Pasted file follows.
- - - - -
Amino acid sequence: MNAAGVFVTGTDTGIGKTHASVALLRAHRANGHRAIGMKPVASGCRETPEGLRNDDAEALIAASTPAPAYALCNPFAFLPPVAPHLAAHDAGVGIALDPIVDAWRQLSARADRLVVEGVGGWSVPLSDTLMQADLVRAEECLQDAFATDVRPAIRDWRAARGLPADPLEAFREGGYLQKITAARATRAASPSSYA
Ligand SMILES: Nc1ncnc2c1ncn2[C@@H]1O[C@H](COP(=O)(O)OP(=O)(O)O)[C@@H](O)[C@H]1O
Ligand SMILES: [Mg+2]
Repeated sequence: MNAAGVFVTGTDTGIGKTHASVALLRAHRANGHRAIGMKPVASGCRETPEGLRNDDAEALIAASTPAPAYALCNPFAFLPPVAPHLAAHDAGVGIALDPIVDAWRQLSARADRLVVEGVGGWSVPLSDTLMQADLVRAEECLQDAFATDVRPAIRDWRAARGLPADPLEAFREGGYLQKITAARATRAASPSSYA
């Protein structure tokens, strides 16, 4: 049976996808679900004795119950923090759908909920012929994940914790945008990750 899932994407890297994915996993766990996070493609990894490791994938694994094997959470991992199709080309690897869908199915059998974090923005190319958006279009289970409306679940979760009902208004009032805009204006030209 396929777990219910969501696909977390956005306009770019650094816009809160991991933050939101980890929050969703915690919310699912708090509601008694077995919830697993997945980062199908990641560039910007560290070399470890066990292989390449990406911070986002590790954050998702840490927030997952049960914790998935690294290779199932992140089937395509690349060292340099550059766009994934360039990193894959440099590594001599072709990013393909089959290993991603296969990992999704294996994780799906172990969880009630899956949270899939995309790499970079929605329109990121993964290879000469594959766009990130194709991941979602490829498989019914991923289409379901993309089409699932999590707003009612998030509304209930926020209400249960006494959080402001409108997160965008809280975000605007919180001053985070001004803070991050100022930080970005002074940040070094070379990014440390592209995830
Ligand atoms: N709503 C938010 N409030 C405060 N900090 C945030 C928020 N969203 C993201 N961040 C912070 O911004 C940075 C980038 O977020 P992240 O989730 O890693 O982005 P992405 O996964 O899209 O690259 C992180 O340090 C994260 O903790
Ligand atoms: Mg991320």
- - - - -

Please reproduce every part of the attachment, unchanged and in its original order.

Amino acid sequence: MNAAGVFVTGTDTGIGKTHASVALLRAHRANGHRAIGMKPVASGCRETPEGLRNDDAEALIAASTPAPAYALCNPFAFLPPVAPHLAAHDAGVGIALDPIVDAWRQLSARADRLVVEGVGGWSVPLSDTLMQADLVRAEECLQDAFATDVRPAIRDWRAARGLPADPLEAFREGGYLQKITAARATRAASPSSYA
Ligand SMILES: Nc1ncnc2c1ncn2[C@@H]1O[C@H](COP(=O)(O)OP(=O)(O)O)[C@@H](O)[C@H]1O
Ligand SMILES: [Mg+2]
Repeated sequence: MNAAGVFVTGTDTGIGKTHASVALLRAHRANGHRAIGMKPVASGCRETPEGLRNDDAEALIAASTPAPAYALCNPFAFLPPVAPHLAAHDAGVGIALDPIVDAWRQLSARADRLVVEGVGGWSVPLSDTLMQADLVRAEECLQDAFATDVRPAIRDWRAARGLPADPLEAFREGGYLQKITAARATRAASPSSYA
């Protein structure tokens, strides 16, 4: 049976996808679900004795119950923090759908909920012929994940914790945008990750 899932994407890297994915996993766990996070493609990894490791994938694994094997959470991992199709080309690897869908199915059998974090923005190319958006279009289970409306679940979760009902208004009032805009204006030209 396929777990219910969501696909977390956005306009770019650094816009809160991991933050939101980890929050969703915690919310699912708090509601008694077995919830697993997945980062199908990641560039910007560290070399470890066990292989390449990406911070986002590790954050998702840490927030997952049960914790998935690294290779199932992140089937395509690349060292340099550059766009994934360039990193894959440099590594001599072709990013393909089959290993991603296969990992999704294996994780799906172990969880009630899956949270899939995309790499970079929605329109990121993964290879000469594959766009990130194709991941979602490829498989019914991923289409379901993309089409699932999590707003009612998030509304209930926020209400249960006494959080402001409108997160965008809280975000605007919180001053985070001004803070991050100022930080970005002074940040070094070379990014440390592209995830
Ligand atoms: N709503 C938010 N409030 C405060 N900090 C945030 C928020 N969203 C993201 N961040 C912070 O911004 C940075 C980038 O977020 P992240 O989730 O890693 O982005 P992405 O996964 O899209 O690259 C992180 O340090 C994260 O903790
Ligand atoms: Mg991320």